“A life spent entirely in public, in the presence of others, becomes, as we would say, shallow.”1
The blurring and impoverishment of concepts like home, domesticity and the private sphere have become a fundamental part of our generation’s life experience and we are in a way forced to positively engage with them. Since effectively challenging the very forces that drive these changes is beyond our reach as architects, we feel that we should rather address the way in which we experience their spatial consequences. Unfortunately we still have a very partial understanding of the complexity of the spaces we inhabit, for we still largely focus on traditional spatial paradigms and relationships. As we move trough time we don’t just move from room to room, from inside to outside, from public to private, but we are also constantly moving through a man created electromagnetic field: the hertzian space2. Hertzian space is defined by Anthony Dunne and Fiona Raby in their seminal book Design Noir. The secret life of electronic objects as the invisible carrier of all informations and even though we cannot directly experience it through our senses it still influences our form of life in a radical way. Published in 2001, in a time when the electronic landscape was still a place where much had yet to be discovered and for sure our experience of it was not as normalised and austere as it is today, this texts gives us an incredibly articulated insight of the present and future manifestations of hertzian space and of the narratives it silently involves. At the same time Dunne and Raby argue that “real human needs” are different from designed and product related needs, and focus on the mysterious gap that opens between the regulated and predictable behavior of the world of electronic devices and its transgression and subversion. This is the space of critical design, or as the beautiful title suggests: Design Noir, a very refreshing tale set in the adventurous early electronic world, so different from the apparently innocent and joyful world of corporate tech giants we live in.
Hertzian space is largely militarized or privatized but quite paradoxically at the same time it is in some way an un-designed landscape, or at least it is not designed by architects, for our projects have little or no relationship with how we dwell in it. We argue that a planning of this uncharted landscape is not only challenging for architects, but might become necessary.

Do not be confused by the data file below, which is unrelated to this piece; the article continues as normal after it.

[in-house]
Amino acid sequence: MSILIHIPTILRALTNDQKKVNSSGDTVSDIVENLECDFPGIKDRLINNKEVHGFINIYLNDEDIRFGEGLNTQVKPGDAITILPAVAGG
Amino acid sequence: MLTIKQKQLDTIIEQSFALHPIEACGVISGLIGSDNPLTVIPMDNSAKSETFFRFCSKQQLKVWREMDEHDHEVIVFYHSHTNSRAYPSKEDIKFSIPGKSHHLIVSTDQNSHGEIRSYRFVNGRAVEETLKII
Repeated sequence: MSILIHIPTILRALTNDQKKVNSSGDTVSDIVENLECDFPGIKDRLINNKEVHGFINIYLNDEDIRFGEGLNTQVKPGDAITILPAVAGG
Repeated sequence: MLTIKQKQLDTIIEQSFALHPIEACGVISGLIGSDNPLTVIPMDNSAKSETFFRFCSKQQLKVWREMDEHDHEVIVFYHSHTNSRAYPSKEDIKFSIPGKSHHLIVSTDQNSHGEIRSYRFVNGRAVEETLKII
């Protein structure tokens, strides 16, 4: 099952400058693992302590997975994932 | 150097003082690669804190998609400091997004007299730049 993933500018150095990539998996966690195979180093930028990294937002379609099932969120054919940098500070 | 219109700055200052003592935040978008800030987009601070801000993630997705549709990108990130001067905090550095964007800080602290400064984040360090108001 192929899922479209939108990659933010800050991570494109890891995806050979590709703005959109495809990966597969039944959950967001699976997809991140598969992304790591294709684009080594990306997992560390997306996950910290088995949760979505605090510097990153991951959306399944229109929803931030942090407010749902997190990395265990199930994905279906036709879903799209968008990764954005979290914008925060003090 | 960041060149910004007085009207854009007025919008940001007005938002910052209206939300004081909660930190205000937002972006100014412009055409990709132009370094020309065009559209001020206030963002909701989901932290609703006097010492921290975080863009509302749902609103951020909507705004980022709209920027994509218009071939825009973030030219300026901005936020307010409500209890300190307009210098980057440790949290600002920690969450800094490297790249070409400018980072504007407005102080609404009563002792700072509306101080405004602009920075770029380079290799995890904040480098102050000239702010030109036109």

Pour Le Corbusier, c’était facile
– pas de wifi- .3
In a time that sees filters, spacial sequences and perceptional thresholds dissolving, hyper-connectivity has become by all means a new “state of nature” for our society, and as for any environmental condition some among us will sooner or later seek shelter from it, at least temporarily.
Starting from Dunne and Raby’s rather uncomfortable Faraday Chair, we borrowed its principle and brought it to a much more “domestic” scale and form. Otium is a domestic device that introduces a radical discontinuity within the field, a sudden clearing, a new form of private space. By going inside it you are not just entering a separate space, you are actually leaving the hertzian space. When in place these devices constitute an archipelago of private spaces fluctuating through time and the city.
A light curtain which functions as a Faraday cage shields the body of the occupant from the electromagnetic field, leaving him in a new condition of silence, the noisy multitasking is left outside. In a rather out of fashion praise of idleness, Otium reclaims our “right to be lazy”4 within our domestic space, it is a reservoir for unproductiveness.
Radio waves interacting with buildings from:
Design Noir. The secret life of electronic objects
1. Hannah Arendt, The Human Condition, University of Chicago Press,
2. Anthony Dunne and Fiona Raby, Design Noir. The secret life of electronic objects,
August/Birkhäuser, London/Basel 2001
3. paraprhased from the famous LC quotation “pour Ledoux, c’était facile – pas de tubes”, as found in: “A home is not a house” by Reyner Banham,
Art in America #2, 1965
4. Paul Lafargue, The Right to be lazy and other studies, Charles Kerr and Co., Chicago 1883 (quite ironically the text was written from the involuntary confinement of the author inside a prison cell)
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